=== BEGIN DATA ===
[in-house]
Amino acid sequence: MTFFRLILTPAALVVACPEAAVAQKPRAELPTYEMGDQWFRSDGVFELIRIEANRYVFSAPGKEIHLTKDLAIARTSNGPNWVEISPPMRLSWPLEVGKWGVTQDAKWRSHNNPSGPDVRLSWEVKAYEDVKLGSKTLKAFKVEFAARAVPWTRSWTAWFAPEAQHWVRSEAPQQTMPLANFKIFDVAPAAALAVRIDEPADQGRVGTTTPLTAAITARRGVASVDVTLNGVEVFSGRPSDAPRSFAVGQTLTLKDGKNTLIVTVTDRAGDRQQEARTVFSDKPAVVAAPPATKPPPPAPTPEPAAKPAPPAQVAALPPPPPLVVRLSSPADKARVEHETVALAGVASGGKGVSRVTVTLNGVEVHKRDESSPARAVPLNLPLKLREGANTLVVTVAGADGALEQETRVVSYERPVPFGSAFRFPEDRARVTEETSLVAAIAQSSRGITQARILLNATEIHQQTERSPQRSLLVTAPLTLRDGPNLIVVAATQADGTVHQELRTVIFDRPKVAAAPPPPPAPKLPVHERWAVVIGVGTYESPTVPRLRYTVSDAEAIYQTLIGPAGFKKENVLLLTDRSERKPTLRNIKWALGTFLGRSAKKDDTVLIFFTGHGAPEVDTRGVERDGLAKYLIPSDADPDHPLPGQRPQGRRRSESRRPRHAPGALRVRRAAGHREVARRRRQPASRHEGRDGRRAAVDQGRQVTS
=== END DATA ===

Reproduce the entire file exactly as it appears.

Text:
[in-house]
Amino acid sequence: MTFFRLILTPAALVVACPEAAVAQKPRAELPTYEMGDQWFRSDGVFELIRIEANRYVFSAPGKEIHLTKDLAIARTSNGPNWVEISPPMRLSWPLEVGKWGVTQDAKWRSHNNPSGPDVRLSWEVKAYEDVKLGSKTLKAFKVEFAARAVPWTRSWTAWFAPEAQHWVRSEAPQQTMPLANFKIFDVAPAAALAVRIDEPADQGRVGTTTPLTAAITARRGVASVDVTLNGVEVFSGRPSDAPRSFAVGQTLTLKDGKNTLIVTVTDRAGDRQQEARTVFSDKPAVVAAPPATKPPPPAPTPEPAAKPAPPAQVAALPPPPPLVVRLSSPADKARVEHETVALAGVASGGKGVSRVTVTLNGVEVHKRDESSPARAVPLNLPLKLREGANTLVVTVAGADGALEQETRVVSYERPVPFGSAFRFPEDRARVTEETSLVAAIAQSSRGITQARILLNATEIHQQTERSPQRSLLVTAPLTLRDGPNLIVVAATQADGTVHQELRTVIFDRPKVAAAPPPPPAPKLPVHERWAVVIGVGTYESPTVPRLRYTVSDAEAIYQTLIGPAGFKKENVLLLTDRSERKPTLRNIKWALGTFLGRSAKKDDTVLIFFTGHGAPEVDTRGVERDGLAKYLIPSDADPDHPLPGQRPQGRRRSESRRPRHAPGALRVRRAAGHREVARRRRQPASRHEGRDGRRAAVDQGRQVTS